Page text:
The 2020 tohorā – southern right whale
In August 2020, researchers from the University of Auckland and Cawthron Institute, in collaboration with the Australian Antarctic Division and the US National Atmospheric and Oceanographic Administration (NOAA), put satellite trackers on six tohorā – southern right whales. Below you can meet the whales and see their tracks. All images collected under Department of Conservation permit.
Tahi the tohorā was tagged on 4 August 2020 and was an early migrator, heading southwest from the Auckland Islands Maungahuka on 7 August. Tahi passed close by Macquarie Island, reaching 58°S before heading north. The sinuous tracks southwest of Australia suggest Tahi spent about 40 days feeding before continuing west. Tahi went about half way to South Africa, before heading back west, completing a giant donut in the ocean south of Australia. Tahi’s had a break in transmission between the end of March and early June 2021, but as of 22 June Tahi was transmitting from just northeast of the Auckland Islands, over 320 days from when it was tagged in Port Ross.
Rua the tohorā was tagged on 5 August 2020 and stayed around the Auckland Islands Maungahuka for almost the full 40 days its tag was transmitted. Rua made a brief , 100 km excursion offshore in early August, and the tag stopped transmitting on 13 September 2020.
Toru the tohorā was tagged on August 5 and hung around Port Ross for about 50 days. At the end of September, Toru migrated in southwest to as far as 53°S, at which point it turned northwest, ending up ~1,000km south of Australia. Toru spent 86 days in an area ~600km across in E-W direction where its tracks were highly sinuous, indicative of feeding behaviour. While still in this area, Toru’s tag stopped transmitting on 22 January 2021, 169 days after deployment.
Whā the tohorā was tagged on 7 August 2020, circumnavigated the Auckland Island Maungahuka and visited Campbell Island Motu Ihupuku before migrating south. Whā continued moving southwest and west around latitude 60°S, after which it stated making its way in a more northwesterly direction. Whā’s tag stopped transmitting on the 5th of October 2020 (60 days since deployment) at which point Whā was ~1,700km south of Australia.
Rima the tohorā was tagged on 7 August 2020, and like Toru and Rima, took a short journey offshore from the Auckland Island Maungahuka. Rima began migrating southwest on 16 August 2020, and reached latitude 58°S, at which point it started migrating in a more north-westerly direction towards Australia. Rima’s tag stopped transmitting on 21 October 2020 (76 days after deployment), at which point Rima was ~1,050km south of the south-west tip of Australia.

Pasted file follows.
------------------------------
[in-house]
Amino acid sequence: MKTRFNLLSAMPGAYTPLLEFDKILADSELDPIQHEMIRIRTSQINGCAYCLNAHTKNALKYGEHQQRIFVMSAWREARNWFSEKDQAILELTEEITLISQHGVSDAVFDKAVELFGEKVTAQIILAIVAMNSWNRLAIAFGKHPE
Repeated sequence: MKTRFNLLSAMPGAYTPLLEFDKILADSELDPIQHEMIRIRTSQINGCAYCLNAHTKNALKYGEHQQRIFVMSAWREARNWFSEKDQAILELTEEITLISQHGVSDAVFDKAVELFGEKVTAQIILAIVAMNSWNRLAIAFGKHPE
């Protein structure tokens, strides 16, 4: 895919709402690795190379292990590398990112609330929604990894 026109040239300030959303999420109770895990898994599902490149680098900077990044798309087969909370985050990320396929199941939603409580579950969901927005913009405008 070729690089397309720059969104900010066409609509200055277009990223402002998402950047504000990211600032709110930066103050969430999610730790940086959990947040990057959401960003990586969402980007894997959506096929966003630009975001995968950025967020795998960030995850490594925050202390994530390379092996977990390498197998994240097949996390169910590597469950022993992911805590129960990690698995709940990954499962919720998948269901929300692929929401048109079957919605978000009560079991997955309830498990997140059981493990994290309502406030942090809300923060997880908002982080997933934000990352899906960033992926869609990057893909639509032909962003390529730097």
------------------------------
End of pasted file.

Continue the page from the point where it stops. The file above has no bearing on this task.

Bill or Wiremu the tohorā is a friendly whale that hung around the yacht Evohe, often resting its head on the seafloor. Genetic analysis of a small skin biopsy sample taken from Bill shows the he is a male, and had been in the Auckland Islands Maungahuka for at least two weeks before he was tagged on 17 August 2020. Bill’s southward migration began on 22 August 2020, and he reached latitude 56°S at which point he began to travel northwest. Bill ended up ~570km south from the southwest tip of Australia where its track became highly sinuous between 1 and 28 October 2020, indicative of foraging behaviour. Bill then continued moving west and later southwest, occasionally having highly sinuous tracks. around longitude 80°E Bill began travelling almost directly south, passing ~610km east of the Kerguelen Islands. Bill then headed south and has been tracking 200-300 km north of the Antarctic continent in a westward direction. As of 22 June 2021, Bill’s tag had been transmitting for over 300 days, and he had done a giant loop around the Southern Ocean before heading home to the Auckland Islands Maungahuka.